Watching the distant sailboats inspired her.  "I could make a sail."  Because she had bailed out all the water, the boat was lighter and would be able to catch the wind.  Pleased with her idea, she took stock of her sail-making materials.  On her fingers, she ticked off a sweatshirt, a tee-shirt, shorts, underwear and lots of string.  Rusty decided, "My remaining fishing rod will by my mast."  Tying the long sleeves of the sweatshirt around the pole, she raised it high above her head.  The sweatshirt flapped uselessly and wrapped itself around the pole.

Dropping the oars had disqualified rowing.  Puny muscles had eliminated towing.  Unable to figure a way to stretch out her clothes so they could catch the wind, Rusty struck out sailing as a possibility.  She sighed with relief because she sure didn't want to sail around in a rowboat naked until she was rescued.

Rescue!  What could she do to attract someone's attention?  The red sweatshirt whipping around in the wind triggered an idea.  Again, she raised the fishing pole and began waving it above her head while she kept a low stance in the boat.  She prayed to Poseidon, the sea god, that her makeshift flag would bring reinforcements.  In her loudest voice, Rusty yelled, "HELP!  HELP! HELP ME!"  Then she shrieked shrill screams, sure that these Indian war whoops would carry across the cove to the ears of someone.  She yelled and screamed and shouted and then screamed again, afraid now that silence was her enemy.  When Rusty's voice ached with hoarseness, she took little sips of lemonade or sucked orange slices. 

The roughness of the white caps tilted her boat like a vengeful Rumpelstiltskin, trying to tip a cradle over and steal a helpless babe.  Although the fishing boats weren't due until late afternoon, Rusty prayed they would return early.  She began shouting cheers she had learned at school basketball games.  The rhyme and the rhythm eased the monotony of wordless screams.  "Hit'em in the right knee," she shouted.  "Hit'em in the left knee," she roared.  "Hit'em in the weenie," she belted out at full volume and giggled as she used to with her best friend, Lydia, when they cheered on their team.  "We need a basket," she finished lamely.  All laughter vanished when no Lydia jumped up beside Rusty to applaud victory.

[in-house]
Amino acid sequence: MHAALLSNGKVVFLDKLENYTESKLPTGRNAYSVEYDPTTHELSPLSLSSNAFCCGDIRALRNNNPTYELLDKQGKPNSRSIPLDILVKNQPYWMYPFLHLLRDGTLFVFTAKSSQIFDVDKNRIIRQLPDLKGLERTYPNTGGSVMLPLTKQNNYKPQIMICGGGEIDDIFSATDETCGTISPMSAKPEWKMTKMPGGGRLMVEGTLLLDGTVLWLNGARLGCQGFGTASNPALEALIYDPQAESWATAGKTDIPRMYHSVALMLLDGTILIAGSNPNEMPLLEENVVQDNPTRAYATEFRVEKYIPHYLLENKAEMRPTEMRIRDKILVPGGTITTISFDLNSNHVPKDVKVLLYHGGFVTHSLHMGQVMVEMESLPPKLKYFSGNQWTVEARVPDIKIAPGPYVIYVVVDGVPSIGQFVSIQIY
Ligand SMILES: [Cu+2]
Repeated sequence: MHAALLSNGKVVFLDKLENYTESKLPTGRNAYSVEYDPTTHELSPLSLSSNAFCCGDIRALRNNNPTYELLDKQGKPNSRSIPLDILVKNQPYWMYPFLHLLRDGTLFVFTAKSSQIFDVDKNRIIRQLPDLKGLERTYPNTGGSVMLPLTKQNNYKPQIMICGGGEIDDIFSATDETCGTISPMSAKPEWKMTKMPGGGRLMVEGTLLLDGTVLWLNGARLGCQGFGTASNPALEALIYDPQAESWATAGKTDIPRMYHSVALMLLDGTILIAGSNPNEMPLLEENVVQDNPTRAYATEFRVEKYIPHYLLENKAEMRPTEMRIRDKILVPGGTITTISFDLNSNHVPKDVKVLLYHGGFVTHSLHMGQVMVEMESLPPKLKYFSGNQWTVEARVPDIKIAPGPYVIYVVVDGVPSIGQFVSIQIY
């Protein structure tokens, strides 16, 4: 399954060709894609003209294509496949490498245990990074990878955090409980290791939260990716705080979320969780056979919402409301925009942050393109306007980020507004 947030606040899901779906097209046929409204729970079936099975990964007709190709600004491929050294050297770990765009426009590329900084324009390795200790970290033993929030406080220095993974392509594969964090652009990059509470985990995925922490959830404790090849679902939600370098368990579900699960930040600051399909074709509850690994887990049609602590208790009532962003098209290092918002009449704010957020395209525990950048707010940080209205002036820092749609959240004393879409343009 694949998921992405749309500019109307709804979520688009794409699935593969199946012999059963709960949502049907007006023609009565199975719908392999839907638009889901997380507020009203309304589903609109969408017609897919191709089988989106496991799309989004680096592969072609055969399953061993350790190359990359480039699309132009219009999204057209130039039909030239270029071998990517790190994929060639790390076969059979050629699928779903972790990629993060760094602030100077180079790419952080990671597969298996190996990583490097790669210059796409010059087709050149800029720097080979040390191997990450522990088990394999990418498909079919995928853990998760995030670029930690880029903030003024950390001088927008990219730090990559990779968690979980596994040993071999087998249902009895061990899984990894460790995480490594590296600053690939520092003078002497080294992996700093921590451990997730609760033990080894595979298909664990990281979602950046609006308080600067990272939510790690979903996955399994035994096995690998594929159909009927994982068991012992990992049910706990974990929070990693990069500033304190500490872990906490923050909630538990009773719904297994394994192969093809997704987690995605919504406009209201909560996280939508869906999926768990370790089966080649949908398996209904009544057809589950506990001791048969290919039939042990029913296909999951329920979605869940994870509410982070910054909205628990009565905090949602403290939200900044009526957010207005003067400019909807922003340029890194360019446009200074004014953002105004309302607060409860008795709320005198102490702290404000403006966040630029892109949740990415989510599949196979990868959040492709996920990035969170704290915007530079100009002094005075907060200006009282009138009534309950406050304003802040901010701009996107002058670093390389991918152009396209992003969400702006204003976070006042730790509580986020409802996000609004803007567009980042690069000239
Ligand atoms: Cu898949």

Above her, the gulls' raucous cries scratched at her ear drums, already aching from the shrill pitch of her own desperate voice.  In the back of her mind, she heard the motor before she identified the sound.  Frantically, she scanned the shrouded sky for an aircraft and hoped it was the kind that could land on water.  "What if the pilot can't see me?" she worried until she realized there was no airplane to be seen.

Instead, a motorboat, a small one, was barreling through the waves, speeding towards her.  Rusty screamed, "Help" again until she heard the welcome, "I'm coming.  I'm coming.  Don't move."

As the motorboat neared, she saw a tanned, blond boy in cutoff jeans, not much older than herself, steering the craft.  The showoff from the fishing fleet, she realized.  No time to be picky.  His close cropped hair looked like a lawn mower had just clipped it for a putting green.  His eyes squinted, and his mouth was pulled down in anger.  He raised one fist to shake at her.

Rusty stood straighter, dropped the fishing pole, and waved both arms wildly.  "I've lost my oars.  Come get me."

The boy bellowed, "Sit down."  Not obeying, Rusty stepped up on the seat, then stunned him by diving into the water.  "Stop," he shouted, but he was too late.  Like a small torpedo, she swam straight toward him.  He cut the engine and leaned over the side to grasp her hands.  Roughly, he yanked Rusty into his boat.  She whacked her foot on the seat as she landed in a heap near some coiled rope.

"You fool," he said in a voice so quiet that she flinched.  "You could have drowned.  My motor could have sliced you to pieces.  Tiny, bloody pieces."